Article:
Greater Victoria lost its title for finding most species in B.C.’s annual Christmas bird count by a single species. Bird watchers in Ladner, Victoria’s traditional rival, counted 141 species this year, compared with Greater Victoria’s 140…. The Christmas bird count is conducted on any one day from Dec. 14 to Jan. 5 within a 24-kilometre diameter area that stays the same from year to year. There were 21 teams out in the radius centering on the Marigold area of Saanich this year, some of which had more than 15 members fanning out for the count. (Times Colonist) See also: A tally of tail feathers  Bob Kuntz and Kraig Kemper stood behind their scopes Saturday morning at the bay shore near Bay View State Park. They were among more than 60 people who participated in the National Audubon Society’s 115th annual Christmas Bird Count at Padilla Bay. (Skagit Valley Herald)

A bird’s-eye view of bald eagles
So far this season, wildlife experts say the bald eagle population that winters on the upper Skagit River appears to have returned in even stronger numbers than seen last year. While the birds have been sweeping into the east Skagit Valley for more than a month, U.S. Forest Service, National Park Service and Eagle Watchers representatives say they expect plenty of people to flock there to see them in January. Kimberly Cauvel reports. (Skagit Valley Herald)

As Canada Goose Populations Recover, Northwest Farmers Pay The Price
Canada Geese have made a significant comeback in the West. But as the population increases, it’s farmers in Oregon and Washington who are paying the price for the recovery. Seven different subspecies of the Canada geese travel along a metaphorical superhighway, called the Pacific Flyway, from summer nesting grounds in Alaska down into Washington, Oregon and California. The cackling Canada goose is one them. In the 1980s there were only about 25,000 left. But now wildlife officials say the population is averaging more than a quarter million. Jes Burns reports. (EarthFix)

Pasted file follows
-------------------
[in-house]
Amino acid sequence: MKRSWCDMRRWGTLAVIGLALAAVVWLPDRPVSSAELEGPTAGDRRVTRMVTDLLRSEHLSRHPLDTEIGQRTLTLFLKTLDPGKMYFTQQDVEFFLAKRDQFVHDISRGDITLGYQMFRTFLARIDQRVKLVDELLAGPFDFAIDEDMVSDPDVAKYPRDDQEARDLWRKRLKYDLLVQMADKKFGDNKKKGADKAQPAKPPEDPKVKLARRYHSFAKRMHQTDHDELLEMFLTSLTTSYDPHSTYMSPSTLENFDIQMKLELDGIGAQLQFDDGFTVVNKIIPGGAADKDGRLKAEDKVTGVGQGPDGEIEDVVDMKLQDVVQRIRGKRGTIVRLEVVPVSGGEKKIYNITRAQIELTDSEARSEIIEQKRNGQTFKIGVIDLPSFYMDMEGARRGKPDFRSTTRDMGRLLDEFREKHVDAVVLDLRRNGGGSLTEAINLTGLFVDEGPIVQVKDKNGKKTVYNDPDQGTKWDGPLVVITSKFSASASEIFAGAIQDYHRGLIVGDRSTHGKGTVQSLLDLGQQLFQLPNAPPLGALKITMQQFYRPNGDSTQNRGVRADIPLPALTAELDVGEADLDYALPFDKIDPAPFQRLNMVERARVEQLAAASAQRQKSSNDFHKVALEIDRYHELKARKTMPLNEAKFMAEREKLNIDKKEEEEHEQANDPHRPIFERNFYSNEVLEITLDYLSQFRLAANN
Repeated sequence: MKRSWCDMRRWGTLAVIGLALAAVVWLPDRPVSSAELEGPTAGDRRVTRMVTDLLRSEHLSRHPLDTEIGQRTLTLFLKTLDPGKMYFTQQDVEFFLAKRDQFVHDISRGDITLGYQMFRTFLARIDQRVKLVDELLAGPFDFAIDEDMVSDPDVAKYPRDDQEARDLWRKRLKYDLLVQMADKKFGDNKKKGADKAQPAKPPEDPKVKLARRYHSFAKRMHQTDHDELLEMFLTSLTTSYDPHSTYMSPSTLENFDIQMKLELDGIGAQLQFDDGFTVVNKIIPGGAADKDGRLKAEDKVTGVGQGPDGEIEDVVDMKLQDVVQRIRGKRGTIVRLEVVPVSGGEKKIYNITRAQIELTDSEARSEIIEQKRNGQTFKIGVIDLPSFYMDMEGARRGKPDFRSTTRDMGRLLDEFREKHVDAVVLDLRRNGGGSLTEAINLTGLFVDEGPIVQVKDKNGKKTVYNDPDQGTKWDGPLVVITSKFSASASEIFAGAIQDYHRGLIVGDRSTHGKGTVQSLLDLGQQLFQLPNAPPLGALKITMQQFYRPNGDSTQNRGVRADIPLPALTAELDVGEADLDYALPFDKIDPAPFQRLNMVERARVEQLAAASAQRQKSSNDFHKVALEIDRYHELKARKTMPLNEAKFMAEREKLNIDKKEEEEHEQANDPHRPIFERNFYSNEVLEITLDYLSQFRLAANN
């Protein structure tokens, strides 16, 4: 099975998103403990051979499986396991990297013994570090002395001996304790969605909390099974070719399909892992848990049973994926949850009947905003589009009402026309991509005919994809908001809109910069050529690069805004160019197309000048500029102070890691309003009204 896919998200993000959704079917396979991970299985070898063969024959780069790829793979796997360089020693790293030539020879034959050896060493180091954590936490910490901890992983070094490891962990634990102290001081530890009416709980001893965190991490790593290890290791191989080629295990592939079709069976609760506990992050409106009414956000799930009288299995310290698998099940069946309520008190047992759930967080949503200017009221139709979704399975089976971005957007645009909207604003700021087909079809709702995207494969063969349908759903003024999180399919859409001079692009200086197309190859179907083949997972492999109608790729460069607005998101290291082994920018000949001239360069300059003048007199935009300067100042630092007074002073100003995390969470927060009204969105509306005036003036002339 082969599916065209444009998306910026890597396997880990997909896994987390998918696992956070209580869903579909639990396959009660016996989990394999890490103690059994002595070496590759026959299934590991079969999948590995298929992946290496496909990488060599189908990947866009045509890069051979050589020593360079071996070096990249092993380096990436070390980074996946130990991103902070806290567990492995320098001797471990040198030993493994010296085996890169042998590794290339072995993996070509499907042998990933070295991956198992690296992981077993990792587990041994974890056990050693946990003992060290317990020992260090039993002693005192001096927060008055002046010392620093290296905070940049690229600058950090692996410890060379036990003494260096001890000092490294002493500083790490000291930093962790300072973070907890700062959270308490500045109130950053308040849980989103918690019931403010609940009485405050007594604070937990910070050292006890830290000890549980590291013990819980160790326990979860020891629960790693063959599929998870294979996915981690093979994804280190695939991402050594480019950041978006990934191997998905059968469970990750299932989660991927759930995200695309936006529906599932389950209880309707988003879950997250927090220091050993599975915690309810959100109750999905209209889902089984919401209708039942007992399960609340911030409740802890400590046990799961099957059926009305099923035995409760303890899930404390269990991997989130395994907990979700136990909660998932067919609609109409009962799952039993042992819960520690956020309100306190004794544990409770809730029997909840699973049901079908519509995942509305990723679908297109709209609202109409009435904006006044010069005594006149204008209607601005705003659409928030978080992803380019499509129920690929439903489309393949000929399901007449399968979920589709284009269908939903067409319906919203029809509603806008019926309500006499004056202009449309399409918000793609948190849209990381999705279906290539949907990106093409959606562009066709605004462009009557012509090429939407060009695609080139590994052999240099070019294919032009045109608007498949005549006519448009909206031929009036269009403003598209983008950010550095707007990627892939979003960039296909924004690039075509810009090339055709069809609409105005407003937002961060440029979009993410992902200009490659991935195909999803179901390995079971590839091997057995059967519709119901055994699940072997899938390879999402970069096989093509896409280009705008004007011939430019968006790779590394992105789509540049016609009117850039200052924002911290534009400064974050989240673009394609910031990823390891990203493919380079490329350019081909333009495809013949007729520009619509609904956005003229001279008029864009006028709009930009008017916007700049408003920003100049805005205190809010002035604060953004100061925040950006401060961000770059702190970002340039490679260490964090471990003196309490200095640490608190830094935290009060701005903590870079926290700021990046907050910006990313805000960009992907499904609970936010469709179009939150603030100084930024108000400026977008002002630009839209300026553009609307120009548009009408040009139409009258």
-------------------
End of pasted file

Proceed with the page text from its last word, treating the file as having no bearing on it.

Discover Puget Sound’s past during Archeology Day
The history of humans living along Puget Sound during the past 500 years will be the focus of Archaeology Day Jan. 10 at the Burke Museum. Visitors will have the opportunity to learn about recent archaeological discoveries, how archaeology is used to study the past and the present and see some of the research being done in local communities. (Bellingham Herald)

San Juan ferry reservations available now
Ferry officials hope a reservation system to begin serving the San Juan Islands will greatly reduce long waits and long lines at the ferry terminals, and encourage travelers to take off-peak runs. The “Save a Spot” system, years in the planning, will make reserved spots available on all westbound sailings from Anacortes, and eastbound sailings from Friday Harbor and Orcas Island. Jack Broom report. (Seattle Times)

Now, your tug weather--
WEST ENTRANCE U.S. WATERS STRAIT OF JUAN DE FUCA- 300 AM PST MON DEC 29 2014
GALE WARNING IN EFFECT THROUGH THIS EVENING
TODAY
E WIND 20 TO 30 KT...RISING TO 25 TO 35 KT. SEAS 6 TO 9 FT WITH A DOMINANT PERIOD OF 14 SECONDS.
TONIGHT
NE WIND 25 TO 35 KT...EASING TO 20 TO 30 KT AFTER MIDNIGHT. SEAS 5 TO 7 FT WITH A DOMINANT PERIOD OF 14 SECONDS.
--
"Salish Sea News & Weather" is compiled as a community service by Mike Sato. To subscribe, send your name and email to msato@salishseacom.com. Your email information is never shared and you can unsubscribe at any time.